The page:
• We all need to be more assertive in situations where we can make
Courage is facing your fear and making small decisions because
it’s the right thing to do.
• Sometimes it is best to take a risk to help someone.
• That heroes are sometimes someone that just has the courage to
face their fears.
• Each person has their own heroes. We do learn from heroes past.
• Reminded us of heroes that we have forgotten. Try to help our
grandchildren pick a hero to plan their lives.
4. As a result of participating
in this program, do you think you will do anything different in the future?
5. If your response to question #4 was “yes,” can
you describe what you will do differently? (selected
I have a very positive attitude. My philosophy is “attitude
is everything” and I will try to be tolerant of all persons.
Will try and find good in every person I meet.
Be a better person.
I’ll try to show more empathy for others.
See heroic actions in different way.
Pay more attention to actions.
Be more courageous!
Just to able sure I stand up for what I think and value. To be
considerate and thing of others more.
Maybe I can have a more positive attitude and do a better job
with my volunteer projects.
Always try to do the right thing even if it isn’t the popular
Bring out the good in the world—especially for children.
Count your blessings. Be thankful for ancestors of yesteryear!
I’ll try to help others more often.
• Make more of an effort in everyday life to be of help to others.
Try to do some things for other people and not expect knowledge
of it. Try to touch other people’s lives.
To help others that need things done and they can’t do
them. Be kind and forgiving to other people.
• Be more aware of what is going on and help some one in need.
• Be more aware of how I can affect others and what I can do for
Be more alert to what’s going on around you.
• I will be able to distinguish those who are heroes in a quiet,
I’ve given thought to those people in my life that were “heroes.” I
am in the process of writing about my “heroes” and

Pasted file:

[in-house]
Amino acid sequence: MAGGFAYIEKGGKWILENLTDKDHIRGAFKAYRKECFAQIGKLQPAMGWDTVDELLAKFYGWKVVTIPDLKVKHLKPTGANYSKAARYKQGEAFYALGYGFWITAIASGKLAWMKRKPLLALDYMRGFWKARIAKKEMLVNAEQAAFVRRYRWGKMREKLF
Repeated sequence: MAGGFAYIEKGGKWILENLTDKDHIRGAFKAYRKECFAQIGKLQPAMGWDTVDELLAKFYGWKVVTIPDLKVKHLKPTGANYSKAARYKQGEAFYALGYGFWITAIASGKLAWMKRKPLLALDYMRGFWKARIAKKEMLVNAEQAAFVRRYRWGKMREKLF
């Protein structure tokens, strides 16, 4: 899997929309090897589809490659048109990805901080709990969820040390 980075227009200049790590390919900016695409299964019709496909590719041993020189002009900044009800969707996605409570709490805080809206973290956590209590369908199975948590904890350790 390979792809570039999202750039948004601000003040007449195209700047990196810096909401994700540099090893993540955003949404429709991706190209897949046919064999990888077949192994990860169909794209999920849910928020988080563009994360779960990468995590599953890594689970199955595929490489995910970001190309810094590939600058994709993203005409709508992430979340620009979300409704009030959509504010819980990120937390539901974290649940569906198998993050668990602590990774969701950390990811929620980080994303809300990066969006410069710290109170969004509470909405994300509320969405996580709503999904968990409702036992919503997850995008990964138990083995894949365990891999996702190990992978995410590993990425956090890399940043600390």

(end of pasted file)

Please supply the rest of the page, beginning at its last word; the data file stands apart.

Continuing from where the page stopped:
in so doing wonderful memories are returned.
• Feel better about myself.
To be an everyday hero—you must be alert, care, have intelligence
and the strength to take action to do whatever needs to be done.
Remember that one is important to someone. Plan to keep and go
over the “Ring of Valor” from time to time.
• Be more appreciative of those heroes.
• Try to keep a good example for our young people.
Write to several people—a granddaughter first, telling
them what true heroes are to me.
• Find books for young grandchildren.
• I realized that what I do and say may have an influence on young
people around me.
• Think of how reactions might be of help to someone else.
• Be more involved.
In emergency extend yourself as a hero to do what normally you
• To put the right things in the right focus.
• Face fear with a different idea.
• Think more quickly about serious situations.
• Try to stay calm and think of options.
Act—take a stand—speak up.
• Just do what needs to be done and make wise choices.
• I will try to let my children and the children at the school
make choices before I step in.
• Not hesitate to help in some emergency.
• There is always or should be someone ready to help.
As always—if someone is in need I will help.
I’d like to think I would speak up for others who are being
maligned. Stating my opinions publicly when it’s important
to do so would take courage for me.
• Overcome fear for prudent, caring action.
• Think rationally. Stand up for what is right.
• Taking more risks to live life to its fullest.
• Appreciate someone who faces their fears and complement them
and tell them they are heroes.
• Encourage others to think through their priorities and help to
establish standards to help them control their lives, as I develop
my own priorities.
• Volunteer to help with causes.
• Try to teach younger people about heroes other than sports heroes,
• Throw something to save a drowning person. Think to make decisions.
Think before you act.
Ask yourself “Are you someone’s hero?” Is someone
following in your footsteps?
I have cared for a number of terminally ill people. Doing what
I could to make them remainder of their lives easier. I never
considered myself a hero. I just cared and wanted to help. As
a Hospice Volunteer I’ve been there for the clients, making
them laugh, and we cried together. There are many of us who love
to help others, but we never consider ourselves as heroes. This
was a good lesson!
• This is a program that needs to be presented in all schools to
the younger age groups.
• I especially liked the sharing of personal stories of heroes.